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Small

She wasn’t sure what it was, but something compelled Virginia to stop walking and look up.  She was on her way to the much-coveted internship she had landed in the big city.  The sidewalk she was on was busy and the crowd had no patience.  As she stared upward, several people bumped into her, a few even cursed and told her to move along.  

It had been several weeks now, and she was getting the hang of it.  She still stood out; her country girl look was hard to shake.  Many hours had been spent in the bathroom practicing more modern looks than the simple braid she was used to wearing every day.  Her first paycheck, meager as it was, had been spent almost entirely on a new wardrobe.  It had been a slim couple of weeks, living off rice and noodles and leftover ketchup packets.  But if she could just fit in, if she could just prove to the world that she was something special, that she was talented and bright and useful, well, then it would be worth it.  Plaid shirts and cowboy boots tucked away in the suitcase under her bed, something new was beginning and she was ready.  

Yesterday she was on top of the world.  Her boss had complimented her work, and another superior promised to put in a good word for her so that she could get hired on after the internship ended.  She strutted down the street towards her tiny, grimy studio apartment, feeling important and accomplished.  She was going places.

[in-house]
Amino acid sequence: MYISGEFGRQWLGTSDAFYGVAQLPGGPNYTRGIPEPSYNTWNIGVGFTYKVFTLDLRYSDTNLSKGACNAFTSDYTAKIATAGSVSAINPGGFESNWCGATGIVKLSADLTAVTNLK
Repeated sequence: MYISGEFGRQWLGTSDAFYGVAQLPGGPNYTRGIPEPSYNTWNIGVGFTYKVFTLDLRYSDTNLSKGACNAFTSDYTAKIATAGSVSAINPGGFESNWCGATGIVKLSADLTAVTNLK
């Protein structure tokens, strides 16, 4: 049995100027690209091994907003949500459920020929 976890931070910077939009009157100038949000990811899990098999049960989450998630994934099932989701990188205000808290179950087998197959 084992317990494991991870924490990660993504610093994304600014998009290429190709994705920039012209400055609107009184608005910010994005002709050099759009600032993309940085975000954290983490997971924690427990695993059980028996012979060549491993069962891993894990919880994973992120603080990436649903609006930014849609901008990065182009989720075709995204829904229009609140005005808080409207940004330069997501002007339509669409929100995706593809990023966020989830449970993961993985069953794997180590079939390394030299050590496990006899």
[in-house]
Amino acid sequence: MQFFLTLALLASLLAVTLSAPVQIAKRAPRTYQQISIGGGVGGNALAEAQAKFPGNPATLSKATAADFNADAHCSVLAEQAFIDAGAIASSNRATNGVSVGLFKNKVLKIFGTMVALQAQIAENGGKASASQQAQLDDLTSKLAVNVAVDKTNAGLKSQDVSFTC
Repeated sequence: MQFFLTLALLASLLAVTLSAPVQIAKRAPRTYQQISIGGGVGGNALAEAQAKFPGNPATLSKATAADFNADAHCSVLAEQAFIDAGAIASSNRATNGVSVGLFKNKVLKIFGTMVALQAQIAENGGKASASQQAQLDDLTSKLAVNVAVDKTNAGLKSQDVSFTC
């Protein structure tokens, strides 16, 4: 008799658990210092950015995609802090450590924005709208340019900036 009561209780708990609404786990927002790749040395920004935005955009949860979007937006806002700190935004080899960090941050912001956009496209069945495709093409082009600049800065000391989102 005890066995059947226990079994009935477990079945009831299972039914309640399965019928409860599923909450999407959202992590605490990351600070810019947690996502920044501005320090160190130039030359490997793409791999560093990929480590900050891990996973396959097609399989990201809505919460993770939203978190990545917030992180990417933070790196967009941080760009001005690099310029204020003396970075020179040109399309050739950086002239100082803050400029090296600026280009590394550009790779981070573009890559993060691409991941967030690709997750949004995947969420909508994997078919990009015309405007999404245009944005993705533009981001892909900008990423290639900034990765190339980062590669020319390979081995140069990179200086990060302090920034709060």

Liam hadn’t understood, and they had parted on uncertain terms.  He couldn’t fathom what she could see in the city, what it could possibly offer her that was better than what she had on the farm.  The city didn’t require her to be up at inhuman hours milking the cow, for one, nor did it demand that she shovel manure or brave feeding an ornery, devilish goat.  She didn’t miss the mud, or the hateful rooster, and certainly not the blisters, slivers, or dust.  

“But the air…the stars…the mountains,” Liam had argued, as though three simple words would change her mind.  He didn’t get it.  She was bigger than that one small corner of earth.  She was meant for something more exciting.

Feeling bigger and more exciting than she ever had, Virginia made it back to her apartment that evening and fell into the old armchair that had been left there by the previous tenant.  She had covered it in a spare sheet and decided not to think about what kinds of diseases or creatures it might be home to.  Everytime she sat in it, a musty, dirty smell resurfaced.  Didn’t matter.  Someday soon, she was going to be a big shot.  She’d buy a real nice armchair then.  

She sat revelling in her accomplishments, dreaming of how she would keep moving forward and the places she would go.  She kept looking around the apartment, like she was looking for something, but she couldn’t figure out what she was searching for.  The feeling kept on for a while before she realized she was looking for someone to talk to about her successes.  She picked up the phone to call Liam.  It had been several days since she’d called–things were busy at the office, and by the time she made it home she barely had enough energy to eat something before collapsing on the twin mattress on the floor in the corner.